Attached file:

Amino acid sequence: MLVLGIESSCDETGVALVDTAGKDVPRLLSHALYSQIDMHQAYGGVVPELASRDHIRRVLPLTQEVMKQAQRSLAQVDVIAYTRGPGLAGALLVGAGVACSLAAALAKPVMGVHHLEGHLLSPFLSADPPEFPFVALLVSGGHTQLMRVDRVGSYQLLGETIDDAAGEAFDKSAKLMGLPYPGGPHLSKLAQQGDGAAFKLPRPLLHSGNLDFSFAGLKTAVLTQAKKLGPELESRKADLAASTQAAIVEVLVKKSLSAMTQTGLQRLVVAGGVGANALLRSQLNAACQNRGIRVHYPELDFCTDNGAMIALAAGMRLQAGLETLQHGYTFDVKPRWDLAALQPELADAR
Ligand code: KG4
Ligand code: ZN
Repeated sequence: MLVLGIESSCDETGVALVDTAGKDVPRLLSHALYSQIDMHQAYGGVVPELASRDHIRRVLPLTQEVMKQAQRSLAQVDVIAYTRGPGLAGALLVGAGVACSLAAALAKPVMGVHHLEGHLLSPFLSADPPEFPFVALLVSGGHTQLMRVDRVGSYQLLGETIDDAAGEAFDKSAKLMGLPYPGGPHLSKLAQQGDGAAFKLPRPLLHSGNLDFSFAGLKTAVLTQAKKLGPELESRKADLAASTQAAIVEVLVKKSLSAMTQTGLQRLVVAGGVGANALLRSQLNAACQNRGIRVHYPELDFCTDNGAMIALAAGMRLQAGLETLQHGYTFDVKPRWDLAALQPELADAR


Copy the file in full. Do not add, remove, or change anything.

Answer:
Amino acid sequence: MLVLGIESSCDETGVALVDTAGKDVPRLLSHALYSQIDMHQAYGGVVPELASRDHIRRVLPLTQEVMKQAQRSLAQVDVIAYTRGPGLAGALLVGAGVACSLAAALAKPVMGVHHLEGHLLSPFLSADPPEFPFVALLVSGGHTQLMRVDRVGSYQLLGETIDDAAGEAFDKSAKLMGLPYPGGPHLSKLAQQGDGAAFKLPRPLLHSGNLDFSFAGLKTAVLTQAKKLGPELESRKADLAASTQAAIVEVLVKKSLSAMTQTGLQRLVVAGGVGANALLRSQLNAACQNRGIRVHYPELDFCTDNGAMIALAAGMRLQAGLETLQHGYTFDVKPRWDLAALQPELADAR
Ligand code: KG4
Ligand code: ZN
Repeated sequence: MLVLGIESSCDETGVALVDTAGKDVPRLLSHALYSQIDMHQAYGGVVPELASRDHIRRVLPLTQEVMKQAQRSLAQVDVIAYTRGPGLAGALLVGAGVACSLAAALAKPVMGVHHLEGHLLSPFLSADPPEFPFVALLVSGGHTQLMRVDRVGSYQLLGETIDDAAGEAFDKSAKLMGLPYPGGPHLSKLAQQGDGAAFKLPRPLLHSGNLDFSFAGLKTAVLTQAKKLGPELESRKADLAASTQAAIVEVLVKKSLSAMTQTGLQRLVVAGGVGANALLRSQLNAACQNRGIRVHYPELDFCTDNGAMIALAAGMRLQAGLETLQHGYTFDVKPRWDLAALQPELADAR